Volunteers

    As with the Yeomanry, the ‘Volunteer Corps’ were raised by act of Parliament from 1793 and were part-time units for defence of their home locality and the surrounding area (iirc, the official limit to service was something like two days’ march from home, though many units marched far further than that in an attempt to meet the French landing at Fishguard).  Unlike the Yeomanry, there had actually been Volunteer Corps raised for previous wars such as the Seven Years War and American War of Independence and in some cases (such as the Pembroke Volunteers), these units were simply re-formed with many of the same men.  As for the Yeomanry, six months’ good service as a Volunteer would exempt a man from the Militia Ballot.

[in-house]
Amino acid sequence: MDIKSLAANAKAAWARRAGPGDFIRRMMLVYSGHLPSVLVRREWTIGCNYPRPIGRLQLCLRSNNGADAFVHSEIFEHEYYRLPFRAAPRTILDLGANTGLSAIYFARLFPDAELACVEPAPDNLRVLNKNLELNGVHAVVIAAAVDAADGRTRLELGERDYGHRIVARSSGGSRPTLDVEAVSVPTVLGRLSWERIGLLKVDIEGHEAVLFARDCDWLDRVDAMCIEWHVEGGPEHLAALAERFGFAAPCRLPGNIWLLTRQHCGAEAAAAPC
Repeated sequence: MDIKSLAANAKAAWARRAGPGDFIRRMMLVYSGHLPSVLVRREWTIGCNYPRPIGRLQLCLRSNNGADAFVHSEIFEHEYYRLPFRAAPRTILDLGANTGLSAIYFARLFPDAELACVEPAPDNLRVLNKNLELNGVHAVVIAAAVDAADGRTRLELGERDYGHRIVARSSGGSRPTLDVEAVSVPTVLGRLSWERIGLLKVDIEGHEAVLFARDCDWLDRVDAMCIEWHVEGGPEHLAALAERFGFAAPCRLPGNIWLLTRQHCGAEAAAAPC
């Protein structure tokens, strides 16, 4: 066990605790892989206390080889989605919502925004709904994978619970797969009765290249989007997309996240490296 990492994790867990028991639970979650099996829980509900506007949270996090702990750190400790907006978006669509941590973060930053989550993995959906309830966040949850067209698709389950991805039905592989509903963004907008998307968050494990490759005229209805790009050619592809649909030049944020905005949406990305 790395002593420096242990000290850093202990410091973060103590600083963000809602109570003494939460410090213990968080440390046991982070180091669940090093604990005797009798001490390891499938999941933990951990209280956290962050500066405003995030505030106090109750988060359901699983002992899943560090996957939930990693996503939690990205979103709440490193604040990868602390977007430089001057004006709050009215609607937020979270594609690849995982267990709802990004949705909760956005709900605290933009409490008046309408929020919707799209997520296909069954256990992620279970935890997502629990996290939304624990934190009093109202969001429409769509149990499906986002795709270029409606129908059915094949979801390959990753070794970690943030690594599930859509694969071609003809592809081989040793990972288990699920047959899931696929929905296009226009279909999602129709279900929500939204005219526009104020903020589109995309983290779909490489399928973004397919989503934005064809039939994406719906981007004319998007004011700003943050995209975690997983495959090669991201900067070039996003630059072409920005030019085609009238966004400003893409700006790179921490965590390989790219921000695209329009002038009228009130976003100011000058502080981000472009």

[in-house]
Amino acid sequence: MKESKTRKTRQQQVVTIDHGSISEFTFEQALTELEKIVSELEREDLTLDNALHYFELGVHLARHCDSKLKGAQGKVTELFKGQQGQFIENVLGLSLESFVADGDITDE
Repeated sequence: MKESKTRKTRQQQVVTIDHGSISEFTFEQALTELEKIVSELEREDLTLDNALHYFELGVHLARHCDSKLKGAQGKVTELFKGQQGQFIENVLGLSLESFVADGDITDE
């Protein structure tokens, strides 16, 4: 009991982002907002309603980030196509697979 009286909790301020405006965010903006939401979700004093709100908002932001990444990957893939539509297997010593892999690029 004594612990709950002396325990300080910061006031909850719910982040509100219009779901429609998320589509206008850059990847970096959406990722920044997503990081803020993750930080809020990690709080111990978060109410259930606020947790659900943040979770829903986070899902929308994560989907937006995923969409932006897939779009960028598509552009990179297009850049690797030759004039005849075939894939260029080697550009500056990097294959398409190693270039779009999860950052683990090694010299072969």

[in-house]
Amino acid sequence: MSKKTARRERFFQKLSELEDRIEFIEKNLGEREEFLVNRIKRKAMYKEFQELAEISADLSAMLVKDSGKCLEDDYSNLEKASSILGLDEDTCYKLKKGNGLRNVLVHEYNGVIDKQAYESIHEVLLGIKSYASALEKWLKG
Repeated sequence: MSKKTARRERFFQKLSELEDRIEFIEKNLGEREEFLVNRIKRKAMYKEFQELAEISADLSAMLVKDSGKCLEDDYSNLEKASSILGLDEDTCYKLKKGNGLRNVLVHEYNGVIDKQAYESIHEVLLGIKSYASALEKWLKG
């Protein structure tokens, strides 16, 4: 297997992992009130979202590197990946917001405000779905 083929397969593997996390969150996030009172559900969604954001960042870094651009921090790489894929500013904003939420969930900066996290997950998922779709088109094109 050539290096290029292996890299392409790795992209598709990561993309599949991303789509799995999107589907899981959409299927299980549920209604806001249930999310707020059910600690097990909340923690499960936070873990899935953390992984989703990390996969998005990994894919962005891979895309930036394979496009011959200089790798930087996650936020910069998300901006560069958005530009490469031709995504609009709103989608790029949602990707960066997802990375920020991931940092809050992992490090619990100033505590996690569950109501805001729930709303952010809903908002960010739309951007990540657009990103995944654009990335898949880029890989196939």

The vast majority of Volunteer Corps were infantry (often light infantry) units, though some were mixed, having mounted and even artillery sections (usually at the colonel’s own expense).  For example, the Fishguard & Newport Volunteers were tasked with manning the three guns of Fishguard Fort (assisted by three Invalid Gunners), while the Towyn Volunteers north of Aberystwyth had a small detachment of ‘Dragoons’ and an artillery detachment with a 2-pounder ‘grasshopper gun’ that the CO bought out of his own pocket for ‘crowd control’… Until it blew up…!

    Prior to Fishguard, Volunteer Corps were fairly thin on the ground nationwide, being fairly unpopular due to their typical crowd-control duties and ‘bully-boy’ tactics.  The newspapers and cartoonists of the day vilified them for being little more than armed drinking clubs.  Wales had only half a dozen or so such corps (most of which actually seem to have been well-led, disciplined and well-trained), but they absolutely exploded in number during the patriotism/panic that followed the French landing at Fishguard.